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Discussion Starter · #1 ·
If this should be in the Disease treatment forum, feel free to move it. I purchased some Panacure and Metronidazole from Dr. Frye for my Bicolors, which he had determined to be infested with worms and protozoa, and I had a couple of questions regarding the application of these drugs. I have read the instructions affixed to the packages, but I was wondering if one should be used before the other, i.e. the Metro given an hour or so before the Panacure to stimulate appetite, and possibly offset the foreign taste of the powder? Also he had mentioned that the cages should be cleaned after the drugs were given, but I had forgotted at what intervals he reccomended. Also, shold the cages be completely sterilized during cleaning? My typical cleaning procedure involves removal of the used paper towel substrate and cage furniture (pothos cuttings/cork bark) a quick rubdown of the container with a vinegar/water solution, a rinse of all items with very hot tap water, then new paper towel and replacement of the furniture. Is this sufficient? I was also wondering if it would be wise to treat my whole collection (2 jeuv. Vents, 4 adult Auratus, 2 sub adult Bicolors, 3 very young Vittatus) at once to avoid later cross contamination. Thanks for reading.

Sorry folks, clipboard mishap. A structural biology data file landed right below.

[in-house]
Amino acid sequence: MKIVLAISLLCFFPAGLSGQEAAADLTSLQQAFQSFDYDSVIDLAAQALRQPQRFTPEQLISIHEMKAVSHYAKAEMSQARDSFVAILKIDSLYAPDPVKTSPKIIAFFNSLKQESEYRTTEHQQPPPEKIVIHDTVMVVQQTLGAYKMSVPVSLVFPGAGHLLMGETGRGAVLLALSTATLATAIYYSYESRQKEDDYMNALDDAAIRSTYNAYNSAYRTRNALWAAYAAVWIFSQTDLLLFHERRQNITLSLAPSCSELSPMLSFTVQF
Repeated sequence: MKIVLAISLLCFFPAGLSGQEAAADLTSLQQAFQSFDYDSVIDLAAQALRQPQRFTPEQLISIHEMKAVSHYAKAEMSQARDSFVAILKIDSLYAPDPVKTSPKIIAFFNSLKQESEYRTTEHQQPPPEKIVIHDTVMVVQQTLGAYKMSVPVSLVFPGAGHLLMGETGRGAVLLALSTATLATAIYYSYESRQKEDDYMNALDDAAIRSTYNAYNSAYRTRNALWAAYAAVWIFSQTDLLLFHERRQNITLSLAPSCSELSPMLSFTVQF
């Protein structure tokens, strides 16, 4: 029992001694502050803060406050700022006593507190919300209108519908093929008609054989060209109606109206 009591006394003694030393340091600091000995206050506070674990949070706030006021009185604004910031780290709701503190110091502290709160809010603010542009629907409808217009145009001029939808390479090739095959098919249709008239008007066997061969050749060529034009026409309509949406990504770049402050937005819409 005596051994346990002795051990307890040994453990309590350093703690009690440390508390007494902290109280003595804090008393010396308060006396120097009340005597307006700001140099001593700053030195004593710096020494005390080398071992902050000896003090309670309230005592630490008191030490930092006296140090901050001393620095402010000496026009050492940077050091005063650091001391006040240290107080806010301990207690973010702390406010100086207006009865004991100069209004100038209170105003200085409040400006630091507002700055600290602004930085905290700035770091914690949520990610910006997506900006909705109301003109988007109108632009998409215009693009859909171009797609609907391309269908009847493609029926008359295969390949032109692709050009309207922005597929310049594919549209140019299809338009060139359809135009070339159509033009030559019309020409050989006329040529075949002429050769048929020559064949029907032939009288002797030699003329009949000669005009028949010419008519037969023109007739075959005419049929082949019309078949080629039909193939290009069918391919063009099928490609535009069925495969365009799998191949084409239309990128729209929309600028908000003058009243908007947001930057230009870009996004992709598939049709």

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Well, I've never had a frog get sick, and never got around to getting fecals done as a preventive measure, but I would try and get the whole collection tested before treating them all for something they may or may not have. I would assume though, just to be safe that the whole collection is affected, and if you're just treating the one group, quarantine them, and do not use the same sprayer(for misting) or feeding cup or devices, and take the time to wash you're hands when you go from feeding one group to the quarantined group. If you have the time and money, I'd definatly get the whole group tested and treated.
Just my $0.02
 
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quarrantine